Difference between revisions of "MySQL"

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[[pacman|Install]] the {{Pkg|mysql}} package from the [[Official Repositories|official repositories]].
[[pacman|Install]] the {{Pkg|mysql}} package from the [[Official Repositories|official repositories]].
After installing MySQL, [[Daemons#Starting manually|start]] the mysqld daemon and run the setup script:
After installing MySQL, start the ''mysqld'' [[Daemons|daemon]].
# mysql_secure_installation
Then [[Daemons#Restarting|restart]] MySQL (mysqld). If you want to start MySQL at boot time, see [[Daemons#Starting on boot]].
Run the setup script and restart the daemon afterwards:
# mysql_secure_installation
# systemctl restart mysqld
== Configuration ==
== Configuration ==

Revision as of 00:08, 16 February 2013

MySQL is a widely spread, multi-threaded, multi-user SQL database. For more information about features, see the official homepage.


Install the mysql package from the official repositories.

After installing MySQL, start the mysqld daemon.

Run the setup script and restart the daemon afterwards:

# mysql_secure_installation
# systemctl restart mysqld


Once you have started the MySQL server, you probably want to add a root account in order to maintain your MySQL users and databases. This can be done manually or automatically, as mentioned by the output of the above script. Either run the commands to set a password for the root account, or run the secure installation script.

You now should be able to do further configuration using your favorite interface. For example you can use MySQL's command line tool to log in as root into your MySQL server:

$ mysql -p -u root

Enable remote access

The MySQL server is not accessable from the network by default. To enable listing on TCP port 3306 to allow remote connections, comment out the following line in /etc/mysql/my.cnf:


Enable auto-completion

The MySQL client completion feature is disabled by default. To enable it system-wide edit /etc/mysql/my.cnf, and replace no-auto-rehash by auto-rehash. Completion will be enabled next time you run the MySQL client. Please note that enabling this feature can make the client initialization longer.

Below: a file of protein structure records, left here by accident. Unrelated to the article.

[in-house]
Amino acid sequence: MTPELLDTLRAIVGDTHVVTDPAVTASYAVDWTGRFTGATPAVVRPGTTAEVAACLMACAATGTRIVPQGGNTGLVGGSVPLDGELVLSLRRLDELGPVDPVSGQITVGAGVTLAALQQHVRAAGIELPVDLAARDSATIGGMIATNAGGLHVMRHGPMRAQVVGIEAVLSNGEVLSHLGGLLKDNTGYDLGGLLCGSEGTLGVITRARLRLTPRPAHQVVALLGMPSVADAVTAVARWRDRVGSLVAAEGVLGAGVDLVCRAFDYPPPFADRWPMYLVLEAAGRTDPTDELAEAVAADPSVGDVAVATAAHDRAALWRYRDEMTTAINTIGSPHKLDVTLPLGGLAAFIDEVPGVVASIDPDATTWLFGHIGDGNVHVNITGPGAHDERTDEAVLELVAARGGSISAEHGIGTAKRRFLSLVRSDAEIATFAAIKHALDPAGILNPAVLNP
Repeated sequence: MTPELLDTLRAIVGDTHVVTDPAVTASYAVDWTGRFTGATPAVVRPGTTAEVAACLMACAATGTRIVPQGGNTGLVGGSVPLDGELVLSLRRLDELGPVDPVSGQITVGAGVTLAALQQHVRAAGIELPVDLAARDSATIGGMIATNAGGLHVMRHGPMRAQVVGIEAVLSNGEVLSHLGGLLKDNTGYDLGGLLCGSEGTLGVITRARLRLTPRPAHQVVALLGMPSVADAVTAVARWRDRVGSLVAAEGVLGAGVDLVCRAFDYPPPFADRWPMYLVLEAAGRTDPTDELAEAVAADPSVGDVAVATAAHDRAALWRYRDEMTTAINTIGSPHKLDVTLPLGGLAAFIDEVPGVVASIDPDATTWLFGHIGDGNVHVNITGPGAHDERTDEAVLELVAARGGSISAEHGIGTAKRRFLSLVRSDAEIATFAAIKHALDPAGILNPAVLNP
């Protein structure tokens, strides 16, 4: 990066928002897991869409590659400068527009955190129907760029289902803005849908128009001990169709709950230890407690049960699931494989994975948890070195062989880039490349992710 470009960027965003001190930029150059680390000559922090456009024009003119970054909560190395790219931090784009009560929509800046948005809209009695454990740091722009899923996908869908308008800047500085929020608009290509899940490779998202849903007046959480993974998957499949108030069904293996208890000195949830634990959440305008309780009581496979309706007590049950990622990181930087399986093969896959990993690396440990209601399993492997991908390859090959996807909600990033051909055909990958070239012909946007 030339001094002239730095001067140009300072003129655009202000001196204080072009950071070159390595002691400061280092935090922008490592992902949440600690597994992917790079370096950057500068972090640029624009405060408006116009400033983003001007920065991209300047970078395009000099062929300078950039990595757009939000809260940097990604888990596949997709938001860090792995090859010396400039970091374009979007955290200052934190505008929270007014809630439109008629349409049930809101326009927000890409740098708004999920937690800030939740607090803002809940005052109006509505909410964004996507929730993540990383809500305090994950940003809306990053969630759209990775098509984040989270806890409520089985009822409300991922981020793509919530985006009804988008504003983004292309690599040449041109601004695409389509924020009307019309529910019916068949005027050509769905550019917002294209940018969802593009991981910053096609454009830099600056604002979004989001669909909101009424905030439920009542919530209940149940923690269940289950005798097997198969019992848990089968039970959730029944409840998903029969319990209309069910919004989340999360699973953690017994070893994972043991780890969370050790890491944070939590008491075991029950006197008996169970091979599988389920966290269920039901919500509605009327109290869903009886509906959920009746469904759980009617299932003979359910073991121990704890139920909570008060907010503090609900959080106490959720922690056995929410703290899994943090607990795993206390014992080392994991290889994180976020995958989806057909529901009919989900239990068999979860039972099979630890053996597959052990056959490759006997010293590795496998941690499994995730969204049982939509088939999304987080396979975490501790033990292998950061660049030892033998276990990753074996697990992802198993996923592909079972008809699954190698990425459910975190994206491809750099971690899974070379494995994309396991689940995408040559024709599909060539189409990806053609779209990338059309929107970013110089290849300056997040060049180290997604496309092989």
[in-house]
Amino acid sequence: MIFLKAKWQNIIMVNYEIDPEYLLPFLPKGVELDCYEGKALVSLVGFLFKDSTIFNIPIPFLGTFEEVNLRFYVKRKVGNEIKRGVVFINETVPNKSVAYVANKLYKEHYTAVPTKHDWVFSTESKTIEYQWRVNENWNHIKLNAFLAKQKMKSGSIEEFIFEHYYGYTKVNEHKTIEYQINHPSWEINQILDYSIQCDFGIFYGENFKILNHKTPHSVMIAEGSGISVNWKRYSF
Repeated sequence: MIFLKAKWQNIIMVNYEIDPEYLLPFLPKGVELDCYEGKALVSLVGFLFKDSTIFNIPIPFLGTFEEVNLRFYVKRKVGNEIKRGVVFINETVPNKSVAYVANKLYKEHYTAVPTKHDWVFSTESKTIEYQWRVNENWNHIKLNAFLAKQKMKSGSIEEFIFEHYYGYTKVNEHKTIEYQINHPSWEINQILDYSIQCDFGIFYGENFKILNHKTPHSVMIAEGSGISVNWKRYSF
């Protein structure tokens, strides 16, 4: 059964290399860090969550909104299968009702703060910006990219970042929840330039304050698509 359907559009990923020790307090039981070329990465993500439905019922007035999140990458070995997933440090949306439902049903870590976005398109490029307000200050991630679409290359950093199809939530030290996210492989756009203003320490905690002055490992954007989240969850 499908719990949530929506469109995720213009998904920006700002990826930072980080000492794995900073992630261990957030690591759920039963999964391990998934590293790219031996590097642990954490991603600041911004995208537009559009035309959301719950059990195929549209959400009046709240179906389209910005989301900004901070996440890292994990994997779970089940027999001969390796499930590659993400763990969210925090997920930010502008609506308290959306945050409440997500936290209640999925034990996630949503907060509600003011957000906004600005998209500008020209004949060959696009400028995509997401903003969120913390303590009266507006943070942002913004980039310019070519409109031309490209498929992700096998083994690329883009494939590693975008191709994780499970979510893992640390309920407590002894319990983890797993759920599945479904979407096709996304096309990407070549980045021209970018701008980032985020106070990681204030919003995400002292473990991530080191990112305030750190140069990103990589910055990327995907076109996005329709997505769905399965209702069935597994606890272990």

You might consider running this command after you have upgraded MySQL and started it:

# mysql_upgrade -u root -p


The database can be dumped to a file for easy backup. The following shell script will do this for you, creating a db_backup.gz file in the same directory as the script, containing your database dump:


THISDIR=`dirname $(readlink -f "$0")`

mysqldump --single-transaction --flush-logs --master-data=2 --all-databases \
  | gzip > $THISDIR/db_backup.gz
echo 'purge master logs before date_sub(now(), interval 7 day);' | mysql

See also the official mysqldump page in the MySQL manual.


MySQL daemon cannot start

If you see something like this:

 :: Starting MySQL  [FAIL]

and there is no entry in the log files, you might want to check the permissions of files in the directories /var/lib/mysql and /var/lib/mysql/mysql. If the owner of files in these directories is not mysql:mysql, you should do the following:

 # chown mysql:mysql /var/lib/mysql -R

If you run into permission problems despite having followed the above, ensure that your my.cnf is copied to /etc/:

 # cp /etc/mysql/my.cnf /etc/my.cnf

Now try and start the daemon.

If you get these messages in your /var/lib/mysql/hostname.err

 [ERROR] Can't start server : Bind on unix socket: Permission denied
 [ERROR] Do you already have another mysqld server running on socket: /var/run/mysqld/mysqld.sock ?
 [ERROR] Aborting

The permissions of /var/run/mysqld could be the culprit.

 # chown mysql:mysql /var/run/mysqld -R

If you run mysqld and the following error appears:

 Fatal error: Can’t open and lock privilege tables: Table ‘mysql.host’ doesn’t exist

Run the following command from the /usr directory to install the default tables:

 # cd /usr
 # mysql_install_db --user=mysql --ldata=/var/lib/mysql/

Unable to run mysql_upgrade because MySQL cannot start

Try run MySQL in safemode:

# mysqld_safe --datadir=/var/lib/mysql/

And then run:

# mysql_upgrade -u root -p

Reset the root password

Stop mysqld

# mysqld_safe --skip-grant-tables &

Connect to the mysql server

# mysql -u root mysql

Change root password:

 mysql> UPDATE mysql.user SET Password=PASSWORD('MyNewPass') WHERE User='root';
 mysql> exit

Start mysqld.

See also